If the Five-Man Committee idea (which was Stuart’s not the government’s) was not to go forward, what did Chou expect of Stuart and himself, Marshall asked; “are we to drop negotiations and wait around and watch the fighting develop?” He did not know how to answer, Chou replied. He had not expected the Nationalists would guarantee a cease-fire, and now the Americans insisted that they could not either. He was disappointed and “left very much in the air.” “If Doctor Stuart and I could guarantee the cease fire,” Marshall responded, “the fighting would have stopped months ago.” With regard to Chou’s assertion that he had made many concessions, Marshall said “I don’t see that you have made any concessions.” (Ibid., pp. 132-46.)
Yu Ta-wei, September 6, 10:30 A.M.
At the end of their meeting the previous day, General Yu asked Marshall to check into the State Department’s refusal to issue a license to China for the export of 130,000,000 rounds of 7.92-mm. rifle ammunition (see ibid., p. 757). Marshall had asked for more information, and Yu presented him with a brief case history. Marshall said he would look into the matter.
Yu reported that the Generalissimo wished to know the status of the Five-Man Committee. Marshall detailed Chou’s views of the previous day; he concluded “that there is still a hope of resolving this matter and added that the numerous statements issued by Government spokesmen in the form of propaganda is making solution increasingly difficult.” New instructions from Communist party headquarters had probably caused Chou’s attitude to “stiffen,” Yu suggested. Yu was also worried by the fact that the government continued to demobilize its military forces while the Communists did not. (Ibid., pp. 152-53.)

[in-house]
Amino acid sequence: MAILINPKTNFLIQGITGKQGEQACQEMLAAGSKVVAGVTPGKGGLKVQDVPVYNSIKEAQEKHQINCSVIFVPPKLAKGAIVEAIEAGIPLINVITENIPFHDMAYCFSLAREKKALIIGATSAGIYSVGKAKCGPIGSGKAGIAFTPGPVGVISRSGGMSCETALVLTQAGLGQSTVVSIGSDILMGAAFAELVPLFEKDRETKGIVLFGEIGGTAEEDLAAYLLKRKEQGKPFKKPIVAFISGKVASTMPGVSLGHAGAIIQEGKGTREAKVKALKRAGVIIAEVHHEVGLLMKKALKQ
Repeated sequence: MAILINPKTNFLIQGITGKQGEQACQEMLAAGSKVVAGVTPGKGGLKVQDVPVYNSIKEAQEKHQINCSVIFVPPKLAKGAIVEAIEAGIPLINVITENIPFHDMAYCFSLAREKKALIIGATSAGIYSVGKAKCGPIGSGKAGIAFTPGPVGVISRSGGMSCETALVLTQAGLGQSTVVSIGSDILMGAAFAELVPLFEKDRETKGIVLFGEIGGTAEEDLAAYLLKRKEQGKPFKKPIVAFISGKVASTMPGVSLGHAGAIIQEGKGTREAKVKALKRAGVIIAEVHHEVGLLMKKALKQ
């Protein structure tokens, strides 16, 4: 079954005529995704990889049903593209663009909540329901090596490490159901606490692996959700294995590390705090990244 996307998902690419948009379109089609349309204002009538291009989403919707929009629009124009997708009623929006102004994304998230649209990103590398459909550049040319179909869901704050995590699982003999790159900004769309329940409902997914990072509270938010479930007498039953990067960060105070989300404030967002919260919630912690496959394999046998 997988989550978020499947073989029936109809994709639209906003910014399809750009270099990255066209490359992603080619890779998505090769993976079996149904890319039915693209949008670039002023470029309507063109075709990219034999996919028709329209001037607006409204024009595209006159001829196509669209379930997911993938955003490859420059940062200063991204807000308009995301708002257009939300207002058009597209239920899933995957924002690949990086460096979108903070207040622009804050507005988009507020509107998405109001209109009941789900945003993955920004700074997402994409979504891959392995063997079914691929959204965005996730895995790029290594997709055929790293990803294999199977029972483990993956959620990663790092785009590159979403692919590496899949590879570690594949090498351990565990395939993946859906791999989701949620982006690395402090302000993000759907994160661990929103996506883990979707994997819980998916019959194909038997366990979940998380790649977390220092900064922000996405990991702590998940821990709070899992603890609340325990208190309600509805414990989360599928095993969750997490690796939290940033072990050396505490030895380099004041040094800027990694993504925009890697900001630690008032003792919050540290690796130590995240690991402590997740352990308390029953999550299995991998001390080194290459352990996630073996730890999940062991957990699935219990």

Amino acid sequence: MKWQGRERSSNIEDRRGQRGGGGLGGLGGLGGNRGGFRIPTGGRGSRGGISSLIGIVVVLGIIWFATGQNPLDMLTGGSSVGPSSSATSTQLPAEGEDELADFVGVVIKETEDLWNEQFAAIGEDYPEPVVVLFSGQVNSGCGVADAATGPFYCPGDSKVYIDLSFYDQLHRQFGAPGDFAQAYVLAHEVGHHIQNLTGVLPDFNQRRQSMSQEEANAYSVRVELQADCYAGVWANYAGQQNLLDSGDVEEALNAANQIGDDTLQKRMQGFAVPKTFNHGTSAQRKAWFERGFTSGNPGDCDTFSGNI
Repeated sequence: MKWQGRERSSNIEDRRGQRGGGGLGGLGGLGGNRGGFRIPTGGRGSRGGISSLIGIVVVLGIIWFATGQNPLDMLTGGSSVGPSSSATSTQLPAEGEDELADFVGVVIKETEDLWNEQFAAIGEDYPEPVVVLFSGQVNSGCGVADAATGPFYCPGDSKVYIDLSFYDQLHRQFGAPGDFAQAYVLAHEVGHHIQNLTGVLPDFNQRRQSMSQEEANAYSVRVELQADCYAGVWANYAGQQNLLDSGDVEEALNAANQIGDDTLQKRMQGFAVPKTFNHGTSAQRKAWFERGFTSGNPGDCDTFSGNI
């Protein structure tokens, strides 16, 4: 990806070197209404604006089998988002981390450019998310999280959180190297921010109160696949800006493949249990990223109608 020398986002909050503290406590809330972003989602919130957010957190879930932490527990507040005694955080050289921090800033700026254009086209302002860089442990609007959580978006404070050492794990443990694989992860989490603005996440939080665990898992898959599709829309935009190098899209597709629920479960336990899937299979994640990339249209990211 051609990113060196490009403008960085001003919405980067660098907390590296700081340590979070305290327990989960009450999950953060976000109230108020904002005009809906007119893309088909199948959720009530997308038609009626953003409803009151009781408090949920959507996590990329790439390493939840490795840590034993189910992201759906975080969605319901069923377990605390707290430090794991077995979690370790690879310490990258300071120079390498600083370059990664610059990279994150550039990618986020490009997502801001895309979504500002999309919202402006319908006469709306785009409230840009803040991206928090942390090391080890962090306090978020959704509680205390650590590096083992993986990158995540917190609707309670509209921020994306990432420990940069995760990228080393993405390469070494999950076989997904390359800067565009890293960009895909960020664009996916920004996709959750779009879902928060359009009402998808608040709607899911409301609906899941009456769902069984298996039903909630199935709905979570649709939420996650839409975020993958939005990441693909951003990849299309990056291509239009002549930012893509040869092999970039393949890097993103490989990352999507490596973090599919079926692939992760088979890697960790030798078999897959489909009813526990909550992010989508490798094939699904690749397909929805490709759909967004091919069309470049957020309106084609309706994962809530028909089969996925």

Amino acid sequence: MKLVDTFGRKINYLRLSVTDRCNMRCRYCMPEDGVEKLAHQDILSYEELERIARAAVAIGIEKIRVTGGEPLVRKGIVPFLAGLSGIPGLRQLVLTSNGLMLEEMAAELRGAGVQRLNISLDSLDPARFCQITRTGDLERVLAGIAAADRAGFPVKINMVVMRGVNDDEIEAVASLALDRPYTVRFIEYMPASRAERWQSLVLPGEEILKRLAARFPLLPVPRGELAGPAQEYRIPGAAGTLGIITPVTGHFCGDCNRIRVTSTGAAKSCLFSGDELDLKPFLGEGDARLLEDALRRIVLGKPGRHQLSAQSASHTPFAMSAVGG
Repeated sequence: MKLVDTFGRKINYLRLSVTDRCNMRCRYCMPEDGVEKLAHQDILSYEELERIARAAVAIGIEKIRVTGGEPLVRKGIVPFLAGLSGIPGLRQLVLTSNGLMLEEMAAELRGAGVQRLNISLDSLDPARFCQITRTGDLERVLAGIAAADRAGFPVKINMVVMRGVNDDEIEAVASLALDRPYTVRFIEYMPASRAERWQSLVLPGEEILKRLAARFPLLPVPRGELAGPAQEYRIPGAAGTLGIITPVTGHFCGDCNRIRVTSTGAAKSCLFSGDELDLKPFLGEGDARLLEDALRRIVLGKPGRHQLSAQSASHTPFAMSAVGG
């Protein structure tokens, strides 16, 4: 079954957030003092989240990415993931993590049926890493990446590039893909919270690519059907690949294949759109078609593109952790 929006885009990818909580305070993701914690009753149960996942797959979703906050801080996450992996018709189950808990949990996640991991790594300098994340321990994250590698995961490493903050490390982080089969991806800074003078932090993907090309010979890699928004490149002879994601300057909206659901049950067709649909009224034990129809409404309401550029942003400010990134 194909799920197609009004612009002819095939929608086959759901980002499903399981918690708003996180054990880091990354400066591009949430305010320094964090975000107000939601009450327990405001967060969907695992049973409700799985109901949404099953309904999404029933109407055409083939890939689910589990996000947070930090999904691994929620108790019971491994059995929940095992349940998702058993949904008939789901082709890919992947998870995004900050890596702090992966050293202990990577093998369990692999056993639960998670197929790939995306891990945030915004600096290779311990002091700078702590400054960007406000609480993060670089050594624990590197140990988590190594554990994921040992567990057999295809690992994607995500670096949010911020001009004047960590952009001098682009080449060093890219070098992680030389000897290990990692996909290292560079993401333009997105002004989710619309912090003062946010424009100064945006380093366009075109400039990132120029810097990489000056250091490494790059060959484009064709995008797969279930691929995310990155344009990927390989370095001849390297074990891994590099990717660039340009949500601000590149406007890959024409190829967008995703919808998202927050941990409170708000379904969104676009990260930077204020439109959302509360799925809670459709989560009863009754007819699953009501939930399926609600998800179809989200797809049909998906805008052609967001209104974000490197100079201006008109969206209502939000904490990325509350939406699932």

Chou En-lai and John Leighton Stuart, September 6, 1946, 1:30 P.M. [added for the internet edition]
Three new conditions had recently occurred which made it extremely difficult for the Communists to negotiate, Chou said: (1) the inability of the government or Marshall to guarantee a cease-fire immediately upon reaching an agreement on government reorganization; (2) the signing of a U.S.-China surplus property agreement; (3) the government’s announcement, after having occupied Chengteh, that its forces would advance on the city of Kalgan. Consequently, he was preparing a memorandum on current conditions and asking Yenan for instructions.
When this memorandum was brought to the meeting a few minutes later, Marshall began questioning Chou about certain aspects of it’s language. He did not accept the term “government reorganization,” Marshall said, because he and Dr. Stuart intended the Five-Man Committee to discuss “the establishment of a State Council as an initial step toward governmental reorganization.” In his discussions with Chiang Kai-shek, Marshall explained, he was careful to question the Generalissimo closely in order that he (Marshall) fully understood what the government leader was saying so that neither he (Marshall) nor General Chou would misunderstand. “I wondered once or twice whether or not General Chou had unconsciously come to feel that I was making the conditions.” (See the revised version of this memorandum ibid., pp. 158-60.) Marshall promised to talk about the issues Chou raised at his meeting with the Generalissimo at Kuling, for which Marshall was to depart in a few hours. (Ibid., pp. 153-58.)
Recommended Citation: ThePapers of George Catlett Marshall, ed.Larry I. Bland and Sharon Ritenour Stevens(Lexington, Va.: The George C. Marshall Foundation, 1981- ). Electronic version based on The Papers of George Catlett Marshall, vol. 5, “The Finest Soldier,” January 1, 1945-January 7, 1947 (Baltimore and London: The Johns Hopkins University Press, 2003), pp. 677-678.